• It seems that while the supply inlet temperatures are indeed oscillating, they are not wild. Here's one extract:

    * ~~~ * Node named VAV2-37 SUPPLY INLET shows oscillating temperatures across iterations with a repeated value of 15.419107

    * ~~~ * Node named VAV2-37 SUPPLY INLET temperature [C] iteration history trace (most recent first): 15.419107,15.416305,15.426937,15.419107,15.416305,15.426937,15.419107,15.416305,15.426937,15.419107,

The recent history shows that it stays very close.

That being said, did you mean to have some apparently in cooling mode and others in heating mode? (You have 24 VAVs delivering air below 13°C/55°F, 21 VAVs delivering over 24/75°F, and 6 VAVs around 16°F/61°F)

  • Something useful is to request an output at "Detailed" (= HVAC variable timesteps) reporting frequency of the supply inlet temperatures, and then plot it to see what's going on (I suggest using SQLite output and using the ResultsViewer from Openstudio)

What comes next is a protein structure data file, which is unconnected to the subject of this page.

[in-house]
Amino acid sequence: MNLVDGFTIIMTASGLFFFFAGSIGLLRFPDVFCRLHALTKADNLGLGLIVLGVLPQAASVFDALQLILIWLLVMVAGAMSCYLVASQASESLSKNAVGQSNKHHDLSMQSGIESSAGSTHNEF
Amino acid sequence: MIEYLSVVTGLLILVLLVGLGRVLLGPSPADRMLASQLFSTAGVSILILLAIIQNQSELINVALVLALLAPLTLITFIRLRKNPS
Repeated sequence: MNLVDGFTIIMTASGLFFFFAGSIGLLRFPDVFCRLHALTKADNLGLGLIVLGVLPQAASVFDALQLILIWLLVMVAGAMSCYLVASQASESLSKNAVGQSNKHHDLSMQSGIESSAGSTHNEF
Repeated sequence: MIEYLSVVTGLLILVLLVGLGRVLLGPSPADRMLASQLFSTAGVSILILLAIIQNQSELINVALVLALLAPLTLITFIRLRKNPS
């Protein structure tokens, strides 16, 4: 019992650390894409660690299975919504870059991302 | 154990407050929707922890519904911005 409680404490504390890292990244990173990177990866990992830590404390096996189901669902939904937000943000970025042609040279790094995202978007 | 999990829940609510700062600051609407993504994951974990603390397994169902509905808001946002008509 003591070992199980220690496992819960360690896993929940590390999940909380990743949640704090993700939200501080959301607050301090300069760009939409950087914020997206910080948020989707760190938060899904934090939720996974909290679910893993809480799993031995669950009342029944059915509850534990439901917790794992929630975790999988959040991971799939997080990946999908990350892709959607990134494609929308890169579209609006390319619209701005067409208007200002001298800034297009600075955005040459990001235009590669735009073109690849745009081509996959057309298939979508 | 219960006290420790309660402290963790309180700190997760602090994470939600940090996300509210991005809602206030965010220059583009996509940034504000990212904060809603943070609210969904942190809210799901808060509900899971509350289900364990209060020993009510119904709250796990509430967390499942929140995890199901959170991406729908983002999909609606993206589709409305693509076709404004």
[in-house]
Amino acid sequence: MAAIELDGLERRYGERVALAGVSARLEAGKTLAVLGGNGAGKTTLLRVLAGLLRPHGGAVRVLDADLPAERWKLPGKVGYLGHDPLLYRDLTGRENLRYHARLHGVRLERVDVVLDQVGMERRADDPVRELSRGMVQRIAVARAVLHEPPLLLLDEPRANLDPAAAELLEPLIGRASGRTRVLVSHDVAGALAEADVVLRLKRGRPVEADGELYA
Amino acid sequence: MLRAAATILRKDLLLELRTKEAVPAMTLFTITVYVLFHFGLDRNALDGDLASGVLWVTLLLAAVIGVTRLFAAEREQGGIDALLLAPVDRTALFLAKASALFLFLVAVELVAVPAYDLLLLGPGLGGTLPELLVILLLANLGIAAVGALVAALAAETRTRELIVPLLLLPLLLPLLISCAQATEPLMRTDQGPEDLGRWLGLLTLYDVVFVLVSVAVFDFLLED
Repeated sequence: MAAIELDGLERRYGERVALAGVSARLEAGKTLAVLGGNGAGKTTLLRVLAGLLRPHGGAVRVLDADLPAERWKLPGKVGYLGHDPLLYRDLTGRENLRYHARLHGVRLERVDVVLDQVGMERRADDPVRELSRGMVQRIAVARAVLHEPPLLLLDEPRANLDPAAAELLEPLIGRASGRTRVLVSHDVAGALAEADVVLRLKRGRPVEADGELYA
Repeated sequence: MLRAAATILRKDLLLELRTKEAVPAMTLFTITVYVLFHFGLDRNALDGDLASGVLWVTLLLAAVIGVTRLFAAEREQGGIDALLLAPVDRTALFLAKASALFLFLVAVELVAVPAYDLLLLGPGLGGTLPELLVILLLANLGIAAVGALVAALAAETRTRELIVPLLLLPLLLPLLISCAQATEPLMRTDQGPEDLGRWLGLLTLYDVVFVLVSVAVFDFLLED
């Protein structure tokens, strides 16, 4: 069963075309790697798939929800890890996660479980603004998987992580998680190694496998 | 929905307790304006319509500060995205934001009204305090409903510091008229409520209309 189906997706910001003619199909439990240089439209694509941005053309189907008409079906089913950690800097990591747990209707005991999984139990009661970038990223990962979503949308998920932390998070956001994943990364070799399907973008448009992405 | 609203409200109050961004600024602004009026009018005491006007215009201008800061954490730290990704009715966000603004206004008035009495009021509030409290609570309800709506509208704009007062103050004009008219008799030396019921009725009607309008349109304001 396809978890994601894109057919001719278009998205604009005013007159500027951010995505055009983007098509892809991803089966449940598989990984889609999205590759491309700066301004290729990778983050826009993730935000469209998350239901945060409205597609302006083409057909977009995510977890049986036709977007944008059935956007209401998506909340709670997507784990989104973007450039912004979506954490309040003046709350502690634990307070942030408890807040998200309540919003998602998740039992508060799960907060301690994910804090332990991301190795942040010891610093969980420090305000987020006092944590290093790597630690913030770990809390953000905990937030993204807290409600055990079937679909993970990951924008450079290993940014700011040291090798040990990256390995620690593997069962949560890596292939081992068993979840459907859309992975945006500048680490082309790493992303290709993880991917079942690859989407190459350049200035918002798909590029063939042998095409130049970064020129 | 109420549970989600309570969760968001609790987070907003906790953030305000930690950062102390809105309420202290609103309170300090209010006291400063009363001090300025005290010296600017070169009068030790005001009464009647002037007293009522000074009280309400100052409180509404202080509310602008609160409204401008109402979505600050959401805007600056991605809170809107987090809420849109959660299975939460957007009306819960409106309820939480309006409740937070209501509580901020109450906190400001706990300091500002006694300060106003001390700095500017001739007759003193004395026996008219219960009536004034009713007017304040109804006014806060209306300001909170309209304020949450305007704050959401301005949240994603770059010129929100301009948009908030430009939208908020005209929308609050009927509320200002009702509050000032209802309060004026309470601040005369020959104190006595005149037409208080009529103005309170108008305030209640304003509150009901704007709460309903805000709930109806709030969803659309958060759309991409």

• Check what convergence tolerances you're using for your VAVs (I think default is 0.001°C)

  • If after all of the above you're not satisfied, try the helpdesk.

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Thanks for the information and reply!

Some notes:

  • This happens for multiple timesteps when running for the entire year, about 8.
  • The cooling during the wintertime is due to the large occupancy of the classrooms, and the relatively mild winters of New Orleans.
  • I tried running the simulation on a 6-timestep, but the converge errors still happen.
  • I'll definitely report and check out the supply inlet temperatures, and see if there is anything funky.